March 10, 2019
I’m sitting on the couch watching Hulu and scrolling through Facebook. We have an old TV, inherited from my roommate’s grandfather, plus an X-box 360 we can stream through. When I see the post and need the TV to stop I have to scramble to wake the X-box controller up just to hit pause.
The apartment Wi-Fi works about 95% of the time when you aren’t desperate for it and maybe 60% during crises; right now I am getting the spinning wheel of death as I try to Google the words in confirmation.
Six years prior to her death I had been extremely hesitant to accept Cami Gauger, then an awkward freshman with an underwhelming application, to the 2013-2014 yearbook staff. Having ultimately said yes, it made sense to find out she had joined alongside her two best friends but, like me, she found her home in that windowless computer lab tucked behind the bathroom and the misplaces English classroom. Cami surprised me when she stayed for the next year even when her friends had to quit. Her matching dedication to yearbook made her my partner and friend.
March 10, 2019
I feel myself cycle through the stages of grief within minutes and land on cry/hyperventilating on my bed as I try to explain through text to my roommate why I can not let her into the building right now because I can not move from this spot where I have accepted that someone who made up so much of my former high school life is gone.
2014-2015 School Year
Cami could frustrate me but we worked together well. As her elder and the more experienced among us, I took the lead. I took on most of the designing. I had a better grasp on editing procedures. I did the majority of the writing. She was the people person because our similar drives took us in different directions.
March 11, 2019
I go to 2/3 of my classes that day after my friend died because I have two midterms. And because I can’t understand my grief.
In 2019 I am not a close friend of Cami’s but because I am neither enemy nor stranger I want to have the right to feel. Because I do feel. But I’m so unsure of what to do with that.
I learn to love Cami through the frustrations and adventures we share. Producing a yearbook is the most work either of us do in high school and we spend countless hours together in class, after school, on weekends and frantically messaging each other. Her commitment grows to mirror mine and the lunches she was hesitant to spend away from her friends are now with me, staring at the computer screens in frustration. We develop inside jokes. We share parenthood of a fish who dies very quickly and a second fish who we pass off to someone else for fear we’ll have killed a second. We make a tradition of eating Chipotle after she teaches me that if you just order a rice and salsa burrito, they charge you only as a side of rice.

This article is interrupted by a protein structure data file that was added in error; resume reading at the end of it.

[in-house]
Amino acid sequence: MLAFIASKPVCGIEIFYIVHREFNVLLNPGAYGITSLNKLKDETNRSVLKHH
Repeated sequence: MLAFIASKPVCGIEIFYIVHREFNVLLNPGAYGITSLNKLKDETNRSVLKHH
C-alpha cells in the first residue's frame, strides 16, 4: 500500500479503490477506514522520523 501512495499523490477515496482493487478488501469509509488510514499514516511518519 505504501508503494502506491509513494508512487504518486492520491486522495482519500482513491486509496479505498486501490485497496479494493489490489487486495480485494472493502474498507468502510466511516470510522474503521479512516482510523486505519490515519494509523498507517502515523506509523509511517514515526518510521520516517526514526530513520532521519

Memories of Cami pop up when I’d all but forgotten about them. The anxieties that come with them are hard to ignore. I watch the movie Frozen in preparation for the sequel when the opening song waters my eyes: we made it through two and a half runs of the movie while we worked on senior superlatives. I order a drink at Starbucks and remember the hours we spent there, pouring over spreads and increasing in frustration as the sugar rush from our drinks waxed and waned. The worst is when I’m driving and I need to pass only for the line to echo over and over in my head. Failed to pass safely to the left. I should control the words in my head but they go on and on as my knuckles turn white against my steering wheel. Failed to pass safely to the left. Failed to pass safely to the left.
Cami insists on meeting up with me while I’m home for the summer. We meet at our Starbucks and talk about our lives. She has just completed her summer orientation for Texas Tech and I am so proud of her for also pursuing a communications degree. She has changed so much from the timid, nearly unhirable freshman I met not so long ago. This is the last time we speak in person.
Cami’s memory haunts me, though not in a wholly bad way. She appears in dream. Once, she’s faked her own death, the dream does not clarify why, but I find her hiding outside of the high school. In another I meet her boyfriend and her ghost comes to introduce us, I get to hug her and say “I miss you, kid” because I do.
For months I know I am close to where she once was. I can’t remember her former Longmont address but I know it’s near and I wonder if I can feel her presence. When I finally look it up I know her family lived two doors down from the house I currently work in.
The Gilmore girls Netflix special is finally here. It’s essential that we discuss our feelings about our shared passion and agree it’s a bit of a letdown. This is probably the last time we have a conversation more than responding to each other’s Snapchats.
Failed to pass safely to the left. I finally draw it out because for a year I’ve tried to picture how it is that Cami is at fault for a truck smashing into her. My diagram makes sense but I won’t stop resenting the driver for not seeing her in his mirrors, even if she shouldn’t have been passing at that turn. I won’t stop being a little more afraid every time I want to pass to the left.
March 8, 2019
I remember the Snapchat of Rosie because I’ll use it as a source of denial in two days when I see the news. I had just seen her post. I had thought of responding but don’t.
March 10, 2020
I have the date in my calendar and take the day off of work. I want to stop and think. I want to eat a burrito in Cami’s honor. I want to finally write this blog that has been a year in the making after I’ve spent the last twelve months navigating having my first dead friend, processing loss, and contemplating the true brevity of human life all from this outer circle of grief. So here it is.